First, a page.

What AtScript Means for Dart
Given the similar goals to Dart, the similar syntax, and the fact that both are developed primarily by Google employees this has led to questions about what this announcement means for Dart's future. Below, I will address some of the common questions that have come up.
Disclaimer: I am not a Google employee, nor do I work on the Dart or AtScript projects. These are my own views on the subject.
What does AtScript mean for Dart?
Nothing. No, really - nothing. All the benefits of using Dart still exist: tooling, optional typing, lexical scoping etc. In fact, Dart will only keep getting better.
If Dart's so great why did Angular develop AtScript?
Then shouldn't I use AtScript instead of Dart?
But if Google is developing AtScript, doesn't that mean they're dropping Dart?
Not at all. "Google" is not developing AtScript, the Angular team within Google is. Similarly, the Dart team develops Dart. There are multiple different teams within Google and they are free to choose what technology to use (Dart, GWT, TypeScript, Closure, etc.) or to develop their own if needed. The Angular team decided they needed a new language, while the Dart team is committed to improving Dart.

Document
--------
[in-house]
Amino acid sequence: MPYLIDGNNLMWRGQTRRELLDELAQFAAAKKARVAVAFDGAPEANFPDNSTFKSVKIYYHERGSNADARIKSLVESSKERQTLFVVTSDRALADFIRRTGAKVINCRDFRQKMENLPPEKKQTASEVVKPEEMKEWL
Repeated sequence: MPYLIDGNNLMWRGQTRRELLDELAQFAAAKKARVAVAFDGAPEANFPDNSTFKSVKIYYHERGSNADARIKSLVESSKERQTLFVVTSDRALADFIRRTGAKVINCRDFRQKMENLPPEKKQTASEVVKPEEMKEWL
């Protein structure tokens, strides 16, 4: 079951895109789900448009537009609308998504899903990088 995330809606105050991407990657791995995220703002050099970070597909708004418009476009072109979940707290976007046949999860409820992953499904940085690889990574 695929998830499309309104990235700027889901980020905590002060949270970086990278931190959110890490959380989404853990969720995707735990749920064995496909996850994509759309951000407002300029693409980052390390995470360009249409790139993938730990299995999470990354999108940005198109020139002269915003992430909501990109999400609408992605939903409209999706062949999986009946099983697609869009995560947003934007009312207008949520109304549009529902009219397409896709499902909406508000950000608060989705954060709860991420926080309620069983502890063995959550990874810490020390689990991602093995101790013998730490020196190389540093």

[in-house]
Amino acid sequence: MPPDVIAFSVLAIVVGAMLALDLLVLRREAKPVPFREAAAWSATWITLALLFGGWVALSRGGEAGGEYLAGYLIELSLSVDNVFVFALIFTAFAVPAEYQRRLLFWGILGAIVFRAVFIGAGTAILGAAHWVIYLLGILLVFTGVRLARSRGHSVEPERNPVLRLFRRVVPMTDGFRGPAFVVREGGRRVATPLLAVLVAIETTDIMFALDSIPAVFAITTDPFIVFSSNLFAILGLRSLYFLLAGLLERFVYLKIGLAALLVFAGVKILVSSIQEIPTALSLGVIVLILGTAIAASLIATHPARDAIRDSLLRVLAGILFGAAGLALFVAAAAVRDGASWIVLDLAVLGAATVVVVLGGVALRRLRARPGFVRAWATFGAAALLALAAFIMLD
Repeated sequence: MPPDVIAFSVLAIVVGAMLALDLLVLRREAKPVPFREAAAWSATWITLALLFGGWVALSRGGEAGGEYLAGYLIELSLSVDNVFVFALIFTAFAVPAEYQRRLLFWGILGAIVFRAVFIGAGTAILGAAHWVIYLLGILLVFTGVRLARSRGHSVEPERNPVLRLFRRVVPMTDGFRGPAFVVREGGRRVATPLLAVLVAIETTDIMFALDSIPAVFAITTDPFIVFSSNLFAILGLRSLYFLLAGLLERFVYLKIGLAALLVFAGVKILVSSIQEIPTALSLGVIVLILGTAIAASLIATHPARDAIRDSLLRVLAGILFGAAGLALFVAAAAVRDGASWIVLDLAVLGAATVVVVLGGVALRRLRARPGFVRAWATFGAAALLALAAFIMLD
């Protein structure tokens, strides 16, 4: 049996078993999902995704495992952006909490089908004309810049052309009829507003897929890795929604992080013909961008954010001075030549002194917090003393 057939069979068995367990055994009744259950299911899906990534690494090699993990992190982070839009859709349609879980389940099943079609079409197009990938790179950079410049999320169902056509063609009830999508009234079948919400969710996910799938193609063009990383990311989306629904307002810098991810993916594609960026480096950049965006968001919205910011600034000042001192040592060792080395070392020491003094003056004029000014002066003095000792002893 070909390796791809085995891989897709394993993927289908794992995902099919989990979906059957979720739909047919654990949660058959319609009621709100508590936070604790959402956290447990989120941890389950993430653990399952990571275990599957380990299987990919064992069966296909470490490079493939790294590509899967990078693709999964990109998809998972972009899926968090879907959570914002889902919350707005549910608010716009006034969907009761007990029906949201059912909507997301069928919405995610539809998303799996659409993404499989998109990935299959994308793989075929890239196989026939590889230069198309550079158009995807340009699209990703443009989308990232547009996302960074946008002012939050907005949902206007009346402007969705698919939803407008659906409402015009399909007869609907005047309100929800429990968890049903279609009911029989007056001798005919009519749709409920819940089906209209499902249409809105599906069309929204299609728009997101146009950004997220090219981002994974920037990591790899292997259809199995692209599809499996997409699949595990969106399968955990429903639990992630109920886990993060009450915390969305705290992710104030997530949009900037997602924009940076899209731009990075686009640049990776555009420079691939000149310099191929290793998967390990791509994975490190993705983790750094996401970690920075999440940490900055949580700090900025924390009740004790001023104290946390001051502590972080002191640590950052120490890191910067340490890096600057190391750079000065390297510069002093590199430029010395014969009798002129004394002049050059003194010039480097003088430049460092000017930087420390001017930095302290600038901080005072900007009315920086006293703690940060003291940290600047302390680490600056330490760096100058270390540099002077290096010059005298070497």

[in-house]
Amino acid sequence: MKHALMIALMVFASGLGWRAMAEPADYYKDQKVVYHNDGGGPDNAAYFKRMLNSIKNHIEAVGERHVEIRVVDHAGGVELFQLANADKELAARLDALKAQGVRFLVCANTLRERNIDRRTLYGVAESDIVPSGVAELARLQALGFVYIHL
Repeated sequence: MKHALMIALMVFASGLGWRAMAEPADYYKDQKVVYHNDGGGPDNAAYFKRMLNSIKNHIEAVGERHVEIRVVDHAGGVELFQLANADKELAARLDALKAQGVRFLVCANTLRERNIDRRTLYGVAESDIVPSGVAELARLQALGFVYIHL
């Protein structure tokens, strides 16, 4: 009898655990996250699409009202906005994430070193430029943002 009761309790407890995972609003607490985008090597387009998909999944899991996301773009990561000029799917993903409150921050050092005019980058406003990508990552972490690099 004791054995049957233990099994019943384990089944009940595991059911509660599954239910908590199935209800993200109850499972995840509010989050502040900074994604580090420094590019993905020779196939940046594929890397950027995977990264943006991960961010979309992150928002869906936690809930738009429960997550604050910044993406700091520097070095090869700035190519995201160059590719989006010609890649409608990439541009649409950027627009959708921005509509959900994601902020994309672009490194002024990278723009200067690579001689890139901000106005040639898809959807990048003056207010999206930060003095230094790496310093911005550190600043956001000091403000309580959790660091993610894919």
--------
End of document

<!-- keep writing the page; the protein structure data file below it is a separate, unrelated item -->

What about AngularDart?
It is interesting to compare the reaction to AtScript with the reaction to Dart from GWT users when Dart was first announced. GWT users were also scared that Dart meant the end of the road for GWT. As it turns out, that was far from the case. Some of the most interesting GWT work has been done post-Dart, the GWT-SDK boasts ~150,000 active users, and the new Google Inbox webapp uses GWT.
The web is large enough to support multiple different approaches - choose the one that makes you most productive.